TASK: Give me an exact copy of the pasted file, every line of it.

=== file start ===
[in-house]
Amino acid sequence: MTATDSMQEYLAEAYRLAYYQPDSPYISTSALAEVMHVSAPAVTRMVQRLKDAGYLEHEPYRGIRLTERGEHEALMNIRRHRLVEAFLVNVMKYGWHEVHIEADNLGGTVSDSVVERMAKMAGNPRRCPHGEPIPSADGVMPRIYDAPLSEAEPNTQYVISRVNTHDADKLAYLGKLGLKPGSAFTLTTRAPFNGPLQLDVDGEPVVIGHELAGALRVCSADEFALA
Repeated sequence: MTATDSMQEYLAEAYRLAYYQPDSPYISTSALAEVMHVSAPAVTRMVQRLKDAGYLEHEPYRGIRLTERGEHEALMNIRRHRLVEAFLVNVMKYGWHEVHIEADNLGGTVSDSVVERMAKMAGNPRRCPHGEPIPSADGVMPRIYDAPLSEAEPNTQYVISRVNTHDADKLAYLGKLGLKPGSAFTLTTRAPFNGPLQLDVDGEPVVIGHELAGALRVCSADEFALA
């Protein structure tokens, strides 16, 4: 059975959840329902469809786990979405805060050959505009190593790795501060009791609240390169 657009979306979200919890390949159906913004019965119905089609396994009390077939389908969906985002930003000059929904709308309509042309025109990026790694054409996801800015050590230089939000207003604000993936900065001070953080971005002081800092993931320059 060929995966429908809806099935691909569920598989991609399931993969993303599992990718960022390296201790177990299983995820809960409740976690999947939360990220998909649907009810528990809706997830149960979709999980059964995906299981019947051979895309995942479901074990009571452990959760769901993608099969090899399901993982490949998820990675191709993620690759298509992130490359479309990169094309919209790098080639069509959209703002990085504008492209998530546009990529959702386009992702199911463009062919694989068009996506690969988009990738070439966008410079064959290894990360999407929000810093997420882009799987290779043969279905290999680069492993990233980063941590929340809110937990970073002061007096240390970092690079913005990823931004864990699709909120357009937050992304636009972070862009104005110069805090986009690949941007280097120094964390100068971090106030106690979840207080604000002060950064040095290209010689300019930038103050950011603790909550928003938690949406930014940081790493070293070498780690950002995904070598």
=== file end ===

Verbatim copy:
[in-house]
Amino acid sequence: MTATDSMQEYLAEAYRLAYYQPDSPYISTSALAEVMHVSAPAVTRMVQRLKDAGYLEHEPYRGIRLTERGEHEALMNIRRHRLVEAFLVNVMKYGWHEVHIEADNLGGTVSDSVVERMAKMAGNPRRCPHGEPIPSADGVMPRIYDAPLSEAEPNTQYVISRVNTHDADKLAYLGKLGLKPGSAFTLTTRAPFNGPLQLDVDGEPVVIGHELAGALRVCSADEFALA
Repeated sequence: MTATDSMQEYLAEAYRLAYYQPDSPYISTSALAEVMHVSAPAVTRMVQRLKDAGYLEHEPYRGIRLTERGEHEALMNIRRHRLVEAFLVNVMKYGWHEVHIEADNLGGTVSDSVVERMAKMAGNPRRCPHGEPIPSADGVMPRIYDAPLSEAEPNTQYVISRVNTHDADKLAYLGKLGLKPGSAFTLTTRAPFNGPLQLDVDGEPVVIGHELAGALRVCSADEFALA
């Protein structure tokens, strides 16, 4: 059975959840329902469809786990979405805060050959505009190593790795501060009791609240390169 657009979306979200919890390949159906913004019965119905089609396994009390077939389908969906985002930003000059929904709308309509042309025109990026790694054409996801800015050590230089939000207003604000993936900065001070953080971005002081800092993931320059 060929995966429908809806099935691909569920598989991609399931993969993303599992990718960022390296201790177990299983995820809960409740976690999947939360990220998909649907009810528990809706997830149960979709999980059964995906299981019947051979895309995942479901074990009571452990959760769901993608099969090899399901993982490949998820990675191709993620690759298509992130490359479309990169094309919209790098080639069509959209703002990085504008492209998530546009990529959702386009992702199911463009062919694989068009996506690969988009990738070439966008410079064959290894990360999407929000810093997420882009799987290779043969279905290999680069492993990233980063941590929340809110937990970073002061007096240390970092690079913005990823931004864990699709909120357009937050992304636009972070862009104005110069805090986009690949941007280097120094964390100068971090106030106690979840207080604000002060950064040095290209010689300019930038103050950011603790909550928003938690949406930014940081790493070293070498780690950002995904070598």